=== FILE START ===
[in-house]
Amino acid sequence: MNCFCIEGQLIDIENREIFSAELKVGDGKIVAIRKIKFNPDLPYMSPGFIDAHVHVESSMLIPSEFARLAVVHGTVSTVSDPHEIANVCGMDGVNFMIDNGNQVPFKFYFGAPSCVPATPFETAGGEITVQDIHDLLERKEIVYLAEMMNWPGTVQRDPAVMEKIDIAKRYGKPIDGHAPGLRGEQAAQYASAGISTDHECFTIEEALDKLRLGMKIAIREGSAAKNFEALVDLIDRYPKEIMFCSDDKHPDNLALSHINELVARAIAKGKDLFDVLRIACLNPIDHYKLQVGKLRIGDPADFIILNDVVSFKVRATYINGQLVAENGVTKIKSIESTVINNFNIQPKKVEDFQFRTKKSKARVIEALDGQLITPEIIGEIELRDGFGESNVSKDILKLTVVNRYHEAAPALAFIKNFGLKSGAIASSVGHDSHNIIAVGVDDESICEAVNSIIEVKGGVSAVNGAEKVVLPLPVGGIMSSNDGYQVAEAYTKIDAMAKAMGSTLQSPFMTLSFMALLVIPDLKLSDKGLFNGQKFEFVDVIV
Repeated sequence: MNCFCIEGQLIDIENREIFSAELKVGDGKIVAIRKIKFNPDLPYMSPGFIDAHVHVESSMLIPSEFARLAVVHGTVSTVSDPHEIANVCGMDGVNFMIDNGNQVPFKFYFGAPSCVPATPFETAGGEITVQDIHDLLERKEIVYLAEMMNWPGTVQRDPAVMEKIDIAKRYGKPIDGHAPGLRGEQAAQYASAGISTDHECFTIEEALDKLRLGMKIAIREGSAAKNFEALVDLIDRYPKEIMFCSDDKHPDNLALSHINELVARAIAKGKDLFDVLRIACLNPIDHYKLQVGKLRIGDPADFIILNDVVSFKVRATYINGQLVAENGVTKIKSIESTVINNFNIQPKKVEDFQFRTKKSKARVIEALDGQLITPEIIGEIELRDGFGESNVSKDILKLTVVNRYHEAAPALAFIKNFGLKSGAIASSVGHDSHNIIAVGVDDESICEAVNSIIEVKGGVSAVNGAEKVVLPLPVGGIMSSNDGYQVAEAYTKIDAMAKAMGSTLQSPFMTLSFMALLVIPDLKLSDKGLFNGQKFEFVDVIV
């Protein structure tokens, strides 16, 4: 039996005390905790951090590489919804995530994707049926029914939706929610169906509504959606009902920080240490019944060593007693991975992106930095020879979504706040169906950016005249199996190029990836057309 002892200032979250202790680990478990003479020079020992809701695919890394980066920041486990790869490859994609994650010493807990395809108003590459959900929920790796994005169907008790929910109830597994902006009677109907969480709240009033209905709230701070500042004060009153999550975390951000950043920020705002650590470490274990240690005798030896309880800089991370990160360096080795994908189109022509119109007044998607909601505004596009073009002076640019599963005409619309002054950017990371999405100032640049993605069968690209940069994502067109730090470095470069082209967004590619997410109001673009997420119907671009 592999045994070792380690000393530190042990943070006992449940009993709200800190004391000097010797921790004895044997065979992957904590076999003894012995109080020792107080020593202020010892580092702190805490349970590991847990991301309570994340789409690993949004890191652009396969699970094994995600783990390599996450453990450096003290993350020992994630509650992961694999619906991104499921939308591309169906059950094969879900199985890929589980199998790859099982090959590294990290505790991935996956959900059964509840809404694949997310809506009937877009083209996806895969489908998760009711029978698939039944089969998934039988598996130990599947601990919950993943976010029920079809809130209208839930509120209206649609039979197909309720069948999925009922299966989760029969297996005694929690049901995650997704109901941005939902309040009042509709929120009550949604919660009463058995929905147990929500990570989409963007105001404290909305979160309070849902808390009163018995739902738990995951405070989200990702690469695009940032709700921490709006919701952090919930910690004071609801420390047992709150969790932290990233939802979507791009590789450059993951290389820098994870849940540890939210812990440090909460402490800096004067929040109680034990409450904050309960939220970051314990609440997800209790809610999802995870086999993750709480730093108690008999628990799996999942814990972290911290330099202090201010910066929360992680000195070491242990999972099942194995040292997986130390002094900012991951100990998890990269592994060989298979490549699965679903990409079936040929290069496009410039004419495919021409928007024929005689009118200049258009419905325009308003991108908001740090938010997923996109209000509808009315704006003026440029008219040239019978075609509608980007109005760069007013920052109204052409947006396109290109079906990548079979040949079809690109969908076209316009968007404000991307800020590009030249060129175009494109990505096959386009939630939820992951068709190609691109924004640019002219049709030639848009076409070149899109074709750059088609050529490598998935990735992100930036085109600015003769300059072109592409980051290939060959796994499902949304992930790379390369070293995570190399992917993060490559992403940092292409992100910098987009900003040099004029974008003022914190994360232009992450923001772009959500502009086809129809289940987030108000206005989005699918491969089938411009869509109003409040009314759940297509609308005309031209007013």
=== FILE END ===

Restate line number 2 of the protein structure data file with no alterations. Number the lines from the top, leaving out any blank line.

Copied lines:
Amino acid sequence: MNCFCIEGQLIDIENREIFSAELKVGDGKIVAIRKIKFNPDLPYMSPGFIDAHVHVESSMLIPSEFARLAVVHGTVSTVSDPHEIANVCGMDGVNFMIDNGNQVPFKFYFGAPSCVPATPFETAGGEITVQDIHDLLERKEIVYLAEMMNWPGTVQRDPAVMEKIDIAKRYGKPIDGHAPGLRGEQAAQYASAGISTDHECFTIEEALDKLRLGMKIAIREGSAAKNFEALVDLIDRYPKEIMFCSDDKHPDNLALSHINELVARAIAKGKDLFDVLRIACLNPIDHYKLQVGKLRIGDPADFIILNDVVSFKVRATYINGQLVAENGVTKIKSIESTVINNFNIQPKKVEDFQFRTKKSKARVIEALDGQLITPEIIGEIELRDGFGESNVSKDILKLTVVNRYHEAAPALAFIKNFGLKSGAIASSVGHDSHNIIAVGVDDESICEAVNSIIEVKGGVSAVNGAEKVVLPLPVGGIMSSNDGYQVAEAYTKIDAMAKAMGSTLQSPFMTLSFMALLVIPDLKLSDKGLFNGQKFEFVDVIV